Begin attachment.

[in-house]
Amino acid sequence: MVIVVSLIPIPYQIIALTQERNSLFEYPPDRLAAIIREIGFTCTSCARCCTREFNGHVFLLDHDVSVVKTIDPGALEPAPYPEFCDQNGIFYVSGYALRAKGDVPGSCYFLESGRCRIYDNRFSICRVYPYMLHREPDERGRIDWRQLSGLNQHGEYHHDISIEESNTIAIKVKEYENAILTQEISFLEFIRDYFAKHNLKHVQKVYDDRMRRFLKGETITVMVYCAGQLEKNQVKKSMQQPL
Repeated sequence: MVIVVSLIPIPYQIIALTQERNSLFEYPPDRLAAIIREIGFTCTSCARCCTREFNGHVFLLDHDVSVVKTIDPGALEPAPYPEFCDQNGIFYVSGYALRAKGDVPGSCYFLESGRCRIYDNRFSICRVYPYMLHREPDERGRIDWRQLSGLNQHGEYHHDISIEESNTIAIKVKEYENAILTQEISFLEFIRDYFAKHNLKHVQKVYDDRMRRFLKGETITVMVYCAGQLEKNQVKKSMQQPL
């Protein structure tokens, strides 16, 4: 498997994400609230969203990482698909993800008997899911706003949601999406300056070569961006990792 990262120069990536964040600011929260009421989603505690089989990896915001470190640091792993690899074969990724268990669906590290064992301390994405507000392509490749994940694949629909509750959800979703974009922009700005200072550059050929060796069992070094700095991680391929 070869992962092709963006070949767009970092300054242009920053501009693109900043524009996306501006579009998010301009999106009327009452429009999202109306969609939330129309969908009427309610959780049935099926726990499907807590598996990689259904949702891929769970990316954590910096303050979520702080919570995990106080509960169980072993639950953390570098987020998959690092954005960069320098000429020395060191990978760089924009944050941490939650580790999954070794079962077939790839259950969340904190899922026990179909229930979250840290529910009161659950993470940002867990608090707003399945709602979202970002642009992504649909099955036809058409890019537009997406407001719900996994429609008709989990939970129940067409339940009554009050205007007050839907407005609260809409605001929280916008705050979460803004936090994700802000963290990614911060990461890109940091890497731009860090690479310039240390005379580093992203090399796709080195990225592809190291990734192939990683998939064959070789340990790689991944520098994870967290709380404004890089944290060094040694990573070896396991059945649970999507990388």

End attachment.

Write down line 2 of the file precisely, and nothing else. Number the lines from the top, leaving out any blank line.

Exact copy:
Amino acid sequence: MVIVVSLIPIPYQIIALTQERNSLFEYPPDRLAAIIREIGFTCTSCARCCTREFNGHVFLLDHDVSVVKTIDPGALEPAPYPEFCDQNGIFYVSGYALRAKGDVPGSCYFLESGRCRIYDNRFSICRVYPYMLHREPDERGRIDWRQLSGLNQHGEYHHDISIEESNTIAIKVKEYENAILTQEISFLEFIRDYFAKHNLKHVQKVYDDRMRRFLKGETITVMVYCAGQLEKNQVKKSMQQPL